New rules
In the past, the state’s Amber Alerts covered a range of circumstances beyond the stereotypical stranger abduction envisioned by the system’s builders. Authorities have sounded the alarm when kids with disabilities have wandered off, for instance, or in cases of parental kidnapping.

Now those circumstances are off the list. With the recent introduction of an Endangered Missing Advisory, responders now have an alternate way to address these circumstances which, while critical, may be best addressed by some means other than an Amber Alert.

“There are a lot of parents of children with disabilities who disagree with this, but from a law enforcement perspective, those children don’t often don’t need an Amber Alert,” Krebs said. “It’s not that they are not endangered, but they can be handled in a different way. There can be a local community response.”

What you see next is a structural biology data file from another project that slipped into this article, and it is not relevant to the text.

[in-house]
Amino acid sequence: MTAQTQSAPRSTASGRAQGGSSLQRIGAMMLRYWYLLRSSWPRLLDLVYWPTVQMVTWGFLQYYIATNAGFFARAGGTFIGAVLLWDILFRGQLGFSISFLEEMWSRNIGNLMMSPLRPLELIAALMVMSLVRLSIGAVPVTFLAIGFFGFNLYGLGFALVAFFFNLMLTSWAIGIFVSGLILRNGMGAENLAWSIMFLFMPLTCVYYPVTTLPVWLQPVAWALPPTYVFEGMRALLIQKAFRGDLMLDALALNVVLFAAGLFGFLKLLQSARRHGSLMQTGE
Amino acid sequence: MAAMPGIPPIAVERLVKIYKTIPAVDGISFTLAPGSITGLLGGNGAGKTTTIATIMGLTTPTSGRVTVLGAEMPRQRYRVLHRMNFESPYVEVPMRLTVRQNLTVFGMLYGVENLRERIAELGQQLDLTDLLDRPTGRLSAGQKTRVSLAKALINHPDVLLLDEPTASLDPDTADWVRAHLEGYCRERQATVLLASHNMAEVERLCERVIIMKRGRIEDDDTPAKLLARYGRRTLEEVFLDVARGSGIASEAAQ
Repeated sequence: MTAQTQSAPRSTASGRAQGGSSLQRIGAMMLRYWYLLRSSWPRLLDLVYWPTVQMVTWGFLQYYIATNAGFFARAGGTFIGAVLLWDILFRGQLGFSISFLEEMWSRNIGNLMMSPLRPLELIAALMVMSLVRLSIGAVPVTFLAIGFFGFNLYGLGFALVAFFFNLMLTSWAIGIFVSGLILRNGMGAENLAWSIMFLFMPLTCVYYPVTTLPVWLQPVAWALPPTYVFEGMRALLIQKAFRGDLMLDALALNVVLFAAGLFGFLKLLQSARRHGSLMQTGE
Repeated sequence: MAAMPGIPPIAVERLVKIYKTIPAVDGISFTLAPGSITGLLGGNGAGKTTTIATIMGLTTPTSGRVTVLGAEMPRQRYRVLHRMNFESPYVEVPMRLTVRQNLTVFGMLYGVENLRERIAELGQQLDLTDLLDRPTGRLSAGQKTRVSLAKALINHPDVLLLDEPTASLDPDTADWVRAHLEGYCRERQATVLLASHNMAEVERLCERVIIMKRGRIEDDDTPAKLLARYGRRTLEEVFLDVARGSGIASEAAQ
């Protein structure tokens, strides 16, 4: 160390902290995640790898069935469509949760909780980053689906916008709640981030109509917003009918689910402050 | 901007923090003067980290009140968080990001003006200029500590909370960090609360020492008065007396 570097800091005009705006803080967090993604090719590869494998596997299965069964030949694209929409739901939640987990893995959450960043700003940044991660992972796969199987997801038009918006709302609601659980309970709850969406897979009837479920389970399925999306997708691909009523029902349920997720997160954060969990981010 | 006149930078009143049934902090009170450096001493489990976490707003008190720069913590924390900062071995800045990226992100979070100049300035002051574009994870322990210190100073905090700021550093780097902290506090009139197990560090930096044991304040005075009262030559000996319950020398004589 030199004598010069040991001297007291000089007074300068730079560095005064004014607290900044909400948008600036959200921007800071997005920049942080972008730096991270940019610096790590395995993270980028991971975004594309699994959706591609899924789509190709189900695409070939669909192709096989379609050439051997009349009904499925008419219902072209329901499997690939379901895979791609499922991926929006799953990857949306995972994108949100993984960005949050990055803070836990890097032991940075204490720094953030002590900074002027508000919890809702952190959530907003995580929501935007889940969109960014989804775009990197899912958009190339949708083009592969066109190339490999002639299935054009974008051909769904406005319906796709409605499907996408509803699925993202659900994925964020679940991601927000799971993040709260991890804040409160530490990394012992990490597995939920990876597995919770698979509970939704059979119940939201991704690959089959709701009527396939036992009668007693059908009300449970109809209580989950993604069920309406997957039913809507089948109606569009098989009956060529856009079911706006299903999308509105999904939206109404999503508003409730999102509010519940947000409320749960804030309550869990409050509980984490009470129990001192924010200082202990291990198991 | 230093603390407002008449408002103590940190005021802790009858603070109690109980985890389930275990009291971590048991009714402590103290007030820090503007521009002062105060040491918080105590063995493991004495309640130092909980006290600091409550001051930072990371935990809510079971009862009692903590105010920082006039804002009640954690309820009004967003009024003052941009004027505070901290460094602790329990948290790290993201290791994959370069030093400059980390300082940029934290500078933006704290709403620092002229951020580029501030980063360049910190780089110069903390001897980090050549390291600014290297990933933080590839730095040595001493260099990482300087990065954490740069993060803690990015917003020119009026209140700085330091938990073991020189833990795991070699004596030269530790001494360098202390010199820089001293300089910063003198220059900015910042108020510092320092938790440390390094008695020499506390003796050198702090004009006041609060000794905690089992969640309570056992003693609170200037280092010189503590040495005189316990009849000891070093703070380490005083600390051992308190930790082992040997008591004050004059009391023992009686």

Take a hypothetical child who wanders off in the woods. “If we put out an Amber Alert for that in just one district of Michigan, what good would it do to have people know that there is a child in the woods?” Krebs said. “The child is on foot, there is a limited area where they can go. And law enforcement doesn’t necessarily want the public wandering around on the scene trying to help. That case can better be handled by the local law enforcement agency.”

Last summer Michigan police declined to send out an Amber Alert when a girl went missing with her mother: There was no obvious, immediate risk. When they found mom’s car and realized she was with a known sex offender, they sounded the alert. Thorough police work located the mom in Florida, and the child was unharmed.

The lesson for emergency managers and first responders? “That case did not need an Amber Alert. It needed a good, old-fashioned police investigation,” Krebs said. “It wasn’t the Amber Alert that led us to the mother and child. It was people being interviewed. That is still what gets results in a missing child case.”

Getting results